In patent law, at least a small revolution is indeed imminent – namely with regard to the enforcement of injunctive relief in the event of a patent infringement. As early as January 2020, the German Federal Ministry of Justice and Consumer Protection (BMJV) published a discussion draft for a second law on the simplification and modernization of patent law (second PatMoG) in order to obtain comments from experts and associations from the field of intellectual property on the amendments to the law envisaged therein.
Amendment of Section 139 (1) PatG
In addition to a number of procedural amendments to the law aimed at accelerating and coordinating infringement and nullity actions in the event of patent infringement, a key point of the discussion draft is a proposed amendment to Section 139 (1) PatG, which concerns a patent owner’s injunctive relief against an infringer of its patent.
According to the current version of Section 139 (1) PatG, a person who unlawfully uses a patented invention may be sued for injunctive relief by the owner of the patent if there is a risk of repetition, and the right to injunctive relief also exists if an infringing act is threatened for the first time.
In the discussion draft of the BMJV on the second PatMoG, an addition is planned in Section 139 (1) PatG, according to which the previously unconditional injunctive relief is excluded if and to the extent that the enforcement of the injunctive relief is disproportionate because it represents a hardship not justified by the exclusive right due to special circumstances, taking into account the interest of the patent proprietor vis-à-vis the infringer and the requirements of good faith.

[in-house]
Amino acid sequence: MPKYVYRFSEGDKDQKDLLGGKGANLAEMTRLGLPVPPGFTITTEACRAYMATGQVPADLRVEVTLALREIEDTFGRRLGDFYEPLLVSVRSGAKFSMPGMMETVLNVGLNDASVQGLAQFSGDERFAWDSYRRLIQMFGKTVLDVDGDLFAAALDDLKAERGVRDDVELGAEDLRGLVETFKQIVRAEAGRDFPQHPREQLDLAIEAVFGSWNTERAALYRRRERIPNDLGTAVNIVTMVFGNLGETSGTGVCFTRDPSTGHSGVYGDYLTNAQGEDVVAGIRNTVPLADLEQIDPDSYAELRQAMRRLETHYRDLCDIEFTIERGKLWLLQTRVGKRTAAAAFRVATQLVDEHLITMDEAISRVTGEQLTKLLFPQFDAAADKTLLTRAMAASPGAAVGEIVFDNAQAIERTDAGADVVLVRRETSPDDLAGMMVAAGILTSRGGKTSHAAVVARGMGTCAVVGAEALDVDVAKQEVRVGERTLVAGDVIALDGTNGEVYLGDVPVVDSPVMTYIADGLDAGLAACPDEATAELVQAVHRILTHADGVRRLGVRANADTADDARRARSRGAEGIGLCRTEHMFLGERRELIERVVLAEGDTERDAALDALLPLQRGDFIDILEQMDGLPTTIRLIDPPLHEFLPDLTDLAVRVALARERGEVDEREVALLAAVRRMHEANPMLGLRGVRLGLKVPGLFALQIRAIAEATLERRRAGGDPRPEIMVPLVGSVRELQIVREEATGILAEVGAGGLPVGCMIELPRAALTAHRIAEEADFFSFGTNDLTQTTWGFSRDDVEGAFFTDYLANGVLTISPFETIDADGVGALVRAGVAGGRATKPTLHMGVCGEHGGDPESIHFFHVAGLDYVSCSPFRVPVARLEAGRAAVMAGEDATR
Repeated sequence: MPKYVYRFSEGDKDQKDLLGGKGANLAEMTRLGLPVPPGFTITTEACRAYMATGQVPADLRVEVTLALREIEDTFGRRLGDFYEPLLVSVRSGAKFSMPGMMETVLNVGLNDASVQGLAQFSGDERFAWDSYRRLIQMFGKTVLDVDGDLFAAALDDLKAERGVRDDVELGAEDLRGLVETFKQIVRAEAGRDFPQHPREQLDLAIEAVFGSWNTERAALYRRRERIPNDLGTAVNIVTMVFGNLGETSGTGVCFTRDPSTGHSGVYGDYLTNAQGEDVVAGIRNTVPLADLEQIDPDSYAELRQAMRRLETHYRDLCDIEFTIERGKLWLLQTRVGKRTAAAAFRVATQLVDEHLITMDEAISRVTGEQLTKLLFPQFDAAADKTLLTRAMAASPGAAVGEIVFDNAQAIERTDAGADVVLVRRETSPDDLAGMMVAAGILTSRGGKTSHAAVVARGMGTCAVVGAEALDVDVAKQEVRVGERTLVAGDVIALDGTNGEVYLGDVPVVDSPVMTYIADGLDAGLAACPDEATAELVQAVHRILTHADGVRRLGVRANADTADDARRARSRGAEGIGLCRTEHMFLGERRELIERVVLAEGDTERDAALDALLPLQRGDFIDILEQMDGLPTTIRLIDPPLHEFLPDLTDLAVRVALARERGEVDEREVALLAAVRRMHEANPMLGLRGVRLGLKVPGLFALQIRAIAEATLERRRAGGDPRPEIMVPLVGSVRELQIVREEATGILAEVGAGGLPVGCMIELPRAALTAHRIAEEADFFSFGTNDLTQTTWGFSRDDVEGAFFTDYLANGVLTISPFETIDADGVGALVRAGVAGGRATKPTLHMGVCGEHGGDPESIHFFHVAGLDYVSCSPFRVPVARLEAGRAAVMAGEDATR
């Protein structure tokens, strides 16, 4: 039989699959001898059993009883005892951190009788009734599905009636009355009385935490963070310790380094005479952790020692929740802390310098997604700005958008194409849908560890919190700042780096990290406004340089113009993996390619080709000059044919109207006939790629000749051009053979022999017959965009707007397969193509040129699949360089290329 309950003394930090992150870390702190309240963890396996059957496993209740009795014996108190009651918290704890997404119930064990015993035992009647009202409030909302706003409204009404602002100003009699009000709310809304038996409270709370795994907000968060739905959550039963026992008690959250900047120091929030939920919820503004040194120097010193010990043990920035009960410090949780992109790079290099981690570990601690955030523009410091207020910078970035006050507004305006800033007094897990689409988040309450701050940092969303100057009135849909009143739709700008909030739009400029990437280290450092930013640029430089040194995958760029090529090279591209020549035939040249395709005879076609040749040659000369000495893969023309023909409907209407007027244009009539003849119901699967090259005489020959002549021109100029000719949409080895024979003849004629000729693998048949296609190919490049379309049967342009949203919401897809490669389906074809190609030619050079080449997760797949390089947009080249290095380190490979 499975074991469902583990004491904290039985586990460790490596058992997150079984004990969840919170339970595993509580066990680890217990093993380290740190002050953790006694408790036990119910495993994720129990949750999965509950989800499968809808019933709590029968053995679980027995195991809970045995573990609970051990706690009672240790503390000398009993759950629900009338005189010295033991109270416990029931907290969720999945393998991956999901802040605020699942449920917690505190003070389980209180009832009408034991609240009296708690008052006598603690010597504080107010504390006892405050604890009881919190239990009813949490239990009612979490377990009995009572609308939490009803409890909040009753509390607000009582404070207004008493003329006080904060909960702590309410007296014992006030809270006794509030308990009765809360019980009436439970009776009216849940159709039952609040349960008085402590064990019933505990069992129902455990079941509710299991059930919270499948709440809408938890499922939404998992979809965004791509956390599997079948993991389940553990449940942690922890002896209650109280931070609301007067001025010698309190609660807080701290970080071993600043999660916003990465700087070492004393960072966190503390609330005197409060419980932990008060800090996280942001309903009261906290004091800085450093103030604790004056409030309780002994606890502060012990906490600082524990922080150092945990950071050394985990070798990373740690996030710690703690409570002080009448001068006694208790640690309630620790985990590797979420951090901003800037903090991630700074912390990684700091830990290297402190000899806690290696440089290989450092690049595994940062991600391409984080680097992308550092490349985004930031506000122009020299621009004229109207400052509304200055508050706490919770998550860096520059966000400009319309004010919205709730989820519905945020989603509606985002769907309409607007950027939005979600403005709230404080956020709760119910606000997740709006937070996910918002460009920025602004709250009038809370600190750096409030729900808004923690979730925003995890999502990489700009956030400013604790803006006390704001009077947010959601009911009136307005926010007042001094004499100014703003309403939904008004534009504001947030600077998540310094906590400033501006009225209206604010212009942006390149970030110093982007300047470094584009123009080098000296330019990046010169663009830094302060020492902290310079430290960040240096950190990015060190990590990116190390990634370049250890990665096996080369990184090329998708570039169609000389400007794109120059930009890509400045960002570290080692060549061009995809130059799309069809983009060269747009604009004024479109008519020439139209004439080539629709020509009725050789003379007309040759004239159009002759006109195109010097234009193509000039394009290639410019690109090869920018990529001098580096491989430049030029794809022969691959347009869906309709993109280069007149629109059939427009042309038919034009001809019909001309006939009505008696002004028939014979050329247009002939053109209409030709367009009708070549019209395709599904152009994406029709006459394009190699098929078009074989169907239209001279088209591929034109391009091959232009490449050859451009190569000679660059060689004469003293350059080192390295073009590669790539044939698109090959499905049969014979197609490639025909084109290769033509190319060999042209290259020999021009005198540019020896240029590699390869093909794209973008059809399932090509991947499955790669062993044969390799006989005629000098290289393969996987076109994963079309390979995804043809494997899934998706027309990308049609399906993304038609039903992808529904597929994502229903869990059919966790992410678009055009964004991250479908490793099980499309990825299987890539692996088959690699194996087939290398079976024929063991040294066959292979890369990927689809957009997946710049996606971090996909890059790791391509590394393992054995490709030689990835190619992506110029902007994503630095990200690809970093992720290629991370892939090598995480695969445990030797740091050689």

Objective: Adjustment of the right to injunctive relief
The aim of this addition to Section 139 (1) PatG is to adapt the right to injunctive relief in the event of patent infringement to progressive digitization and the increasing technological complexity of products, and to relieve the burden on manufacturing companies that are sued by a non-manufacturing company for patent infringement.
The proportionality test for patent law injunctive relief proposed in the BMJV’s discussion draft is also intended to take account of the fact that although such a proportionality test is already possible on the basis of current law, the courts responsible for patent infringement proceedings have so far made only very limited use of it, which is why there have been at least isolated cases in which the economic disadvantages of an injunction exceed the level required for a sufficiently deterrent effect of patent law injunctive relief. These cases are increasing, on the one hand, due to the increasing complexity and digitalization of products and, on the other hand, due to practices of non-manufacturing companies that are sometimes perceived as abusive of the law.
This is what “patent trolls” have to do with it